Dr. Marlos Alves Bezerra is an Assistant Professor at the Federal University of Rio Grande do Norte (UFRN) in Natal, Brazil. Dr. Bezerra’s research interests include Action Research with youth in stressed contexts; resilience and social resistance in the urban periphery; and art based intervention with youth and stigmatized groups. Dr. Bezerra is currently at Dalhousie University as a Visiting Scholar for four months developing joint research projects between Dalhousie and UFRN. He is hosted by Dr. Michael Ungar, Canada Research Chair in Child, Family and Community Resilience and the Resilience Research Centre.
Thank you to all who attended #PTRIV! We welcomed over 400 guests and 300 presenters from 54 countries to Cape Town to participate in our events. Your voices were integral to furthering the conversation around resilience.
Most commonly, the term resilience has come to mean an individual's ability to overcome adversity and continue his or her normal development. However, the RRC uses a more ecological and culturally sensitive definition. Dr. Michael Ungar, Co-Director of the RRC, has suggested that resilience is better understood as follows:
“In the context of exposure to significant adversity, resilience is both the capacity of individuals to navigate their way to the psychological, social, cultural, and physical resources that sustain their well-being, and their capacity individually and collectively to negotiate for these resources to be provided in culturally meaningful ways.” (See also Ungar, 2008 and Ungar, 2011)
The Resilience Youth in Stressed Environments (RYSE) Project website has now launched!
Oil and gas production and climate change have large impacts on social, economic and environmental systems that affect young people’s mental health and overall wellbeing. To better understand these complex relationships at both ends of the carbon cycle (production and consumption), the five-year multinational CIHR funded Resilient Youth in Stressed Environments (RYSE) research project will study the resilience of young people in Canada and South Africa. Visit the website now:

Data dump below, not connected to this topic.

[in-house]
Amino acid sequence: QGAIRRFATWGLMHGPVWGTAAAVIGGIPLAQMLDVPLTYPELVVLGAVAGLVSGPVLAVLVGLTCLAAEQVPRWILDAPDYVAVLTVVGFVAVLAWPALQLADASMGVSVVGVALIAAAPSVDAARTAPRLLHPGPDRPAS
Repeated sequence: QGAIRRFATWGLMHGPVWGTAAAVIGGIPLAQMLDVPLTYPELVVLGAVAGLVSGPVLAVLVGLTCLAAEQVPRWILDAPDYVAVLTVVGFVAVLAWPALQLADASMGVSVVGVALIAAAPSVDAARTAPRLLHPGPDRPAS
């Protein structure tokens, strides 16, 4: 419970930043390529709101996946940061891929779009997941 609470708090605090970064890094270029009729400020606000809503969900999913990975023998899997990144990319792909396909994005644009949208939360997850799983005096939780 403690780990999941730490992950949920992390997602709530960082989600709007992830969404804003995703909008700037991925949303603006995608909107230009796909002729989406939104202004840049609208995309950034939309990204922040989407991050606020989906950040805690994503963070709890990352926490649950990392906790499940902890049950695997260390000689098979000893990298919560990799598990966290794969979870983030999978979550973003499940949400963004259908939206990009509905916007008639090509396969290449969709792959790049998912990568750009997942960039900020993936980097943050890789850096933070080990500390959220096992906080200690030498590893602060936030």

The Resilience Research Centre based at Dalhousie University RECEIVES GRANT FROM the Canadian Institutes of Health Research for a multinational youth resilience project.
Halifax, N.S – Dalhousie University’s Resilience Research Centre is pleased to announce it has received a $2,000,000 Team Grant from the Canadian Institutes of Health Research. These funds will support the Resilient Youth in Stressed Environments (RYSE) project being conducted in multiple communities in Canada and South Africa.
Transitioning from one service to another can be a confusing and stressful process, especially for youth. The risks they face in the home or community, as well as their strengths and abilities impact what services youth are referred to. The Pathways to Resilience Project seeks to better understand how youth navigate between mandated services (child welfare, education, mental health, and youth justice) to successful outcomes.